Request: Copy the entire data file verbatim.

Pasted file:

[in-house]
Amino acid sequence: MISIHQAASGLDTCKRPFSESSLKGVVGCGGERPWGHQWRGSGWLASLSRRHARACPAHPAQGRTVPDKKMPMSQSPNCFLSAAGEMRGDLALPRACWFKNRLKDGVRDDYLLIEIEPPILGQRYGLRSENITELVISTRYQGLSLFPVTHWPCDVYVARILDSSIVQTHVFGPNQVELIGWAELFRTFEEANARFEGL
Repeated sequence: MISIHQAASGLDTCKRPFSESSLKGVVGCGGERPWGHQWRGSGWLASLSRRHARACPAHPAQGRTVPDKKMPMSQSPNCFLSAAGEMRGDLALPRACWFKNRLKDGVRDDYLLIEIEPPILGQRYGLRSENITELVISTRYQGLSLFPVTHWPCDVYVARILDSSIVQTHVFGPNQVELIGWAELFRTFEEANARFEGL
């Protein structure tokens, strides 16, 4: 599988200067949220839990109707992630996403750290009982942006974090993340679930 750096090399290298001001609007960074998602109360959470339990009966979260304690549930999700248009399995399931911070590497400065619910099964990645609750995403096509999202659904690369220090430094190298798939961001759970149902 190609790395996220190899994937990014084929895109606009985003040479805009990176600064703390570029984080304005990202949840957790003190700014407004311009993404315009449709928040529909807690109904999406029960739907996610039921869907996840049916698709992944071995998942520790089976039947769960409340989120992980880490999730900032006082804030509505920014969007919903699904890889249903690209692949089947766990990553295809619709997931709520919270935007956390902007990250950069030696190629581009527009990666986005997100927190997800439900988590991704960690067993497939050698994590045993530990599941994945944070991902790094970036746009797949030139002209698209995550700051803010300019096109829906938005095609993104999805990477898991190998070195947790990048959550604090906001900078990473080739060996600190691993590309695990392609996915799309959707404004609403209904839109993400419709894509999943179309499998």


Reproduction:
[in-house]
Amino acid sequence: MISIHQAASGLDTCKRPFSESSLKGVVGCGGERPWGHQWRGSGWLASLSRRHARACPAHPAQGRTVPDKKMPMSQSPNCFLSAAGEMRGDLALPRACWFKNRLKDGVRDDYLLIEIEPPILGQRYGLRSENITELVISTRYQGLSLFPVTHWPCDVYVARILDSSIVQTHVFGPNQVELIGWAELFRTFEEANARFEGL
Repeated sequence: MISIHQAASGLDTCKRPFSESSLKGVVGCGGERPWGHQWRGSGWLASLSRRHARACPAHPAQGRTVPDKKMPMSQSPNCFLSAAGEMRGDLALPRACWFKNRLKDGVRDDYLLIEIEPPILGQRYGLRSENITELVISTRYQGLSLFPVTHWPCDVYVARILDSSIVQTHVFGPNQVELIGWAELFRTFEEANARFEGL
């Protein structure tokens, strides 16, 4: 599988200067949220839990109707992630996403750290009982942006974090993340679930 750096090399290298001001609007960074998602109360959470339990009966979260304690549930999700248009399995399931911070590497400065619910099964990645609750995403096509999202659904690369220090430094190298798939961001759970149902 190609790395996220190899994937990014084929895109606009985003040479805009990176600064703390570029984080304005990202949840957790003190700014407004311009993404315009449709928040529909807690109904999406029960739907996610039921869907996840049916698709992944071995998942520790089976039947769960409340989120992980880490999730900032006082804030509505920014969007919903699904890889249903690209692949089947766990990553295809619709997931709520919270935007956390902007990250950069030696190629581009527009990666986005997100927190997800439900988590991704960690067993497939050698994590045993530990599941994945944070991902790094970036746009797949030139002209698209995550700051803010300019096109829906938005095609993104999805990477898991190998070195947790990048959550604090906001900078990473080739060996600190691993590309695990392609996915799309959707404004609403209904839109993400419709894509999943179309499998």